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Winning a competition

PostPosted: Wed Jul 13, 2005 9:25 am
by John A Silkstone
Hi Clare,

After reading you comments I thought I'd but this on site which will help any budding poets out there who feel they may want to enter a poetry competition. Follow the rule and you stand a good chance of being on the long or short list of winners.


New poetry competitions are currently springing up like summer flowers, with some offering big cash prizes and publication as an incentive to enter. To be among the winners, you will obviously have to write a really good poem, and of course you Will - but you’re not the only good poet with his or her eye on the prize. What you can do to improve your chances of competitive success?

Statistically speaking, you stand more chance in a smaller contest. Though a win would be lovely, the chances of an inexperienced poet winning, say, the Bridport Prize (with 5,000+ entries each year), are only a bit better than those of winning the National Lottery - its high profile and big cash prizes mean that top-class poets from all over the world will submit their work. For the same price, you could enter two smaller competitions, with a statistically higher chance of a good poem winning or being placed

If the judge is a published poet, reading a selection of their work may help you to decide which of your poems are most likely to find favour with them. Poets don’t generally limit themselves to reading and enjoying only poetry that’s just like theirs, but you may get an idea of the general style of poetry that will catch her eye. Belier still, Look at the results of any competition they’ve judged previously.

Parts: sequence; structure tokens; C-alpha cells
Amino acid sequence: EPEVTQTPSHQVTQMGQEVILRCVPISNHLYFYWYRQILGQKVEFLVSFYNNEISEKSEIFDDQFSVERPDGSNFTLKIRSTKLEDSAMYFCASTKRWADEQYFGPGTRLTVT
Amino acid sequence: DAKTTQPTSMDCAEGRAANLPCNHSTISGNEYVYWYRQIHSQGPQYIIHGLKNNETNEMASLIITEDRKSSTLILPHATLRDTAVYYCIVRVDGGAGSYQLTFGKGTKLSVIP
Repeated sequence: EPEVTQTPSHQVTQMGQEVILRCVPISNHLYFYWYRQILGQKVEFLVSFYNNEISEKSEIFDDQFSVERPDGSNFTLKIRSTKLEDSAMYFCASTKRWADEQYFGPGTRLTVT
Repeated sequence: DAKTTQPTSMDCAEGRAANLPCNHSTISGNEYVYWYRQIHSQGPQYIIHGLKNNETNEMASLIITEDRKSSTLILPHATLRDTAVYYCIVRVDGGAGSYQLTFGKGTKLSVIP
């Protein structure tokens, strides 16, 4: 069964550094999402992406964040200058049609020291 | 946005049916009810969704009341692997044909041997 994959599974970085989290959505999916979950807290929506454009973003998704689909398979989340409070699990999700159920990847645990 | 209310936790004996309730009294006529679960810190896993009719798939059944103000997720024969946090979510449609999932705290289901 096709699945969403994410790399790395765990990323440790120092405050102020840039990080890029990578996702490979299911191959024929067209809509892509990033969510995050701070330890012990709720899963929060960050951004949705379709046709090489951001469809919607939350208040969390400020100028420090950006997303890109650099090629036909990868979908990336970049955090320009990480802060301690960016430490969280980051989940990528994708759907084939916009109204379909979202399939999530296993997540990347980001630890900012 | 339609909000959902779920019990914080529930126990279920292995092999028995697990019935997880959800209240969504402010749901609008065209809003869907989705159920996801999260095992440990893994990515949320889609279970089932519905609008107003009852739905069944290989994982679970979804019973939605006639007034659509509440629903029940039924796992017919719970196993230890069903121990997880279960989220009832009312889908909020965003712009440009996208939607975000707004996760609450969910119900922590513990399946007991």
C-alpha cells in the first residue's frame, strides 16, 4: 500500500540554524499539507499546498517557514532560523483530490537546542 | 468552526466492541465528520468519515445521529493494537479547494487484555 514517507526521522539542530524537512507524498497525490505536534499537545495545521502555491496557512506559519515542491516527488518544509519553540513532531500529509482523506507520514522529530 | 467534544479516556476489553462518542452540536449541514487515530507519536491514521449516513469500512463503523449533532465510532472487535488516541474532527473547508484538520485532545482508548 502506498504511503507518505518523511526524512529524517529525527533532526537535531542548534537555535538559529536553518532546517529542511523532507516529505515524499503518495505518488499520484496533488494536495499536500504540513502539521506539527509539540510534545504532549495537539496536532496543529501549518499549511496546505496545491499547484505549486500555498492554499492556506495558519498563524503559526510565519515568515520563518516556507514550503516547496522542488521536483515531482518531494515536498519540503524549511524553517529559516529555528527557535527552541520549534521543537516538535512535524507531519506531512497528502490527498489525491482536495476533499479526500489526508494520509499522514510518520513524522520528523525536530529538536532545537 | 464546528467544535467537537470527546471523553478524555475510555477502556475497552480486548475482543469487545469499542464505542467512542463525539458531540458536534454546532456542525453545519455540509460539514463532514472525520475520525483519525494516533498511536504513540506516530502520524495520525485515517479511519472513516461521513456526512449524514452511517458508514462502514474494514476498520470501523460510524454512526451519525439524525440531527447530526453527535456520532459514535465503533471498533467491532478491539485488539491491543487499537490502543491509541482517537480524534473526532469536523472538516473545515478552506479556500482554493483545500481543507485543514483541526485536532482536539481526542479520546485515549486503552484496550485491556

I’m constantly amazed by the number of people who disqualify their own work by ignoring the few, simple rules of entry. Don’t let your work fall at the first hurdle - read the rules carefully, and make sure that you follow them to the letter. Above all, don’t put your name on the same sheet as the poem. Poetry competitions are judged anon so that a known poet has no more chance than a new one.

Type your poem on a single A4 page, in a basic font (l2pt Arial or Times New Roman), and DON’T add frames, clipart, a photo of yourself, or any other embellishment. These things do attract the judge attention, but not in a good way. A good poem speaks for itself.

Most competitions will offer you the chance to receive a breakdown of the results, provided you supply a stamped, self-addressed envelope. Get them - you’ll learn a lot about the judge, the contest and how you can increase your chances of success in the future. Some competitions inform all those whose poems make it onto the long or short lists; others offer critiques for an additional fee. This feedback can be reassuring, and increase your chances of winning in future.

I’ve judged poetry competitions, and the worst part of the job is having to reject so many really good poems. If you don’t win - and the vast majority of people won’t - it doesn’t mean that your poem’s no good. Entering competitions should be fun - a bit of a flutter. Don’t take it too seriously — and if it starts to get you down, stop doing it!

PostPosted: Wed Jul 20, 2005 12:33 pm
by Clare
Hi John,

Thanks for the usefull post. After reading it I actually entered a poem in competition, though I do not greatly fancy my chances of winning !!